Vegetarianism & Me

I have been a vegetarian for at least 8 years. At least twice a year, I get asked “so you don’t eat cheese or eggs either?” so to start this post, we’re just going to do a quick and easy definition/vocabulary session.

A vegetarian by definition does not consume any meat, whether it be white meat, red meat, or fish. Vegetarianism is branched out into three separate categories: vegetarian, pollotarian, and pescatarian. Pollotarians consume only white meat, like chicken and turkey, while pescatarians consume fish as their only meat source.

On the other hand, a vegan is someone who does not eat or use animal products at all. These are the people who take a step beyond eliminating meat from their diet and also excludes dairy, eggs, gelatin, etc. from their daily food consumption.

The second most-asked question I receive is “so you only eat salads all the time, right?” Absolutely wrong. While I do enjoy a good salad, a strictly vegetable salad is not a good way to consume protein. Alternate protein sources normally include beans, nuts, some yogurts, quinoa, eggs, and soy. Every year that I have been a vegetarian, my iron levels and bloodwork turn out perfect. This means that I am not missing out on nutrients, which is a super common misconception that comes with a vegetarian diet. Certain Google searches bring up images of emaciated people with titles like “Why Vegetarianism is Bad for You”, but in truth, it is only bad for you if you cannot properly manage your diet. Being a vegetarian does not mean laying around eating just potato chips; you have to actively do research and find alternative protein sources and continue to balance what you eat, just without the hot dogs.

That being said, converting to vegetarianism does not always have to be an expensive or difficult process. Two of the substitutions I’ve personally found to be better than the originals are replacing meat in lasagna with spinach, and bean burgers for hamburgers. Studies continue proving that red meat is not beneficial for humans, and the more research is done the more that burger, that steak, that bacon – is linked to health defects like heart disease and high cholesterol. Full conversions are not always necessary either; I know plenty of people who do a set number of meat-less/vegetarian meals a week. But there is a cause greater than your personal health for eliminating meat: industrial agriculture.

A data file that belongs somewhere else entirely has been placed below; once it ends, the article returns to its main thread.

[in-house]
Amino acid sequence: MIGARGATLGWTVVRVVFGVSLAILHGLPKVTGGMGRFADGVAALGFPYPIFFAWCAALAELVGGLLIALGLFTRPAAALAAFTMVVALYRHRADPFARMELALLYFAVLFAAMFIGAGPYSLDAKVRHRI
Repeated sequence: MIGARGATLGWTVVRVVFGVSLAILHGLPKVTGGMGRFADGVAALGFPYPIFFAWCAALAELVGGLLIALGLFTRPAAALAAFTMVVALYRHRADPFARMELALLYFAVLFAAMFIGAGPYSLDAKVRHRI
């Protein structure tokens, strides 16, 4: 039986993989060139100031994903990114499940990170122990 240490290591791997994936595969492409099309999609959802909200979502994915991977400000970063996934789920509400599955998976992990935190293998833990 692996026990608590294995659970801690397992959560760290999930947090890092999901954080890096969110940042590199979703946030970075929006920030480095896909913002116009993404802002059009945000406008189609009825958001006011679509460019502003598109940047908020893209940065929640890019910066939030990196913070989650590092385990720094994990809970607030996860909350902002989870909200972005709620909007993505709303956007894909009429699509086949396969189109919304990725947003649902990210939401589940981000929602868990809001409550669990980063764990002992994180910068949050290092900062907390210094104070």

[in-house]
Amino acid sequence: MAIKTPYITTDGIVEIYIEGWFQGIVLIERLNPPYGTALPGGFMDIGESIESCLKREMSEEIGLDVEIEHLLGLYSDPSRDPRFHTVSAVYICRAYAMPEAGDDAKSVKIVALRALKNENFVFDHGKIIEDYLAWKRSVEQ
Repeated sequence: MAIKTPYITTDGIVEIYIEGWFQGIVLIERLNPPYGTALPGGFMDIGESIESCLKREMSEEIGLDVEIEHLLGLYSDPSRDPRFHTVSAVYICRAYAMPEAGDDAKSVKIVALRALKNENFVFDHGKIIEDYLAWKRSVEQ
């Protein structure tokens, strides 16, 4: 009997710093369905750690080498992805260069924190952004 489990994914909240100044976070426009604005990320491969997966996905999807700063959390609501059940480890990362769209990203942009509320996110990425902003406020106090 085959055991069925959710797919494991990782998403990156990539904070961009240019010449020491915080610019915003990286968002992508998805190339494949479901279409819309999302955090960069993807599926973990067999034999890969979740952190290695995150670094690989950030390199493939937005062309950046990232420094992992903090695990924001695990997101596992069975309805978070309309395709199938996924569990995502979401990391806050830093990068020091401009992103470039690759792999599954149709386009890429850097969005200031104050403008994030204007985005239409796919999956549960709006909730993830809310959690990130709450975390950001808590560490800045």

Raising cows, pigs, even chickens requires so much land, so much food, so much water, and creates so much waste that it is considered one of the largest contributors to greenhouse gas emissions. The planet’s population goes up, food requirements go up, you can do the math from there. Studies have been done showing world hunger/starvation rates decreasing drastically if we took the grain and plants used to fatten up meat animals to feed people instead. Aside from the pretty blatant mistreatment of animals, think about the amount of waste they produce that goes into the air, ground, and water that the rest of us live with. Manure does not smell good in the first place, but when it gets tied to destroying the ozone, for me at least, there is all the more reason to decrease the amount of it in the air.

Humans are also tertiary consumers, which means we are higher up on the food chain than other organisms. It is also proven and a known fact in the scientific community that the higher up on the food chain you are, the less energy and nutrient content you actually get from your food. How do you solve that? Start eating more primary producers – aka: plants.

These are just the overall reasons and arguments that I find strongest in the argument for conversion to vegetarianism. I know there are people out there who won’t give up their bacon, and I’m not saying you have to entirely. Decreasing your meat consumption by a few days a week and finding ethical, local sources for your meat are two steps in the right direction. I’m not trying to shove my spinach down your throat – I am tossing it in with some facts and offering it to you as something to graze on and think about.


  • All of the information presented in this post is fact compiled from personal yet credible research. Please comment to request source links for specific details and I will be more than happy to provide them.
  • Here are some other articles I recommend that discuss vegetarianism:
    • “Weekday Vegetarians” by TIME – http://content.time.com/time/magazine/article/0,9171,2010180,00.html
    • “Vegetarianism” by Kid’s Health – http://kidshealth.org/en/parents/vegetarianism.html
    • “Digging a Vegetarian Diet” by the National Institutes of Health – https://newsinhealth.nih.gov/issue/Jul2012/Feature1

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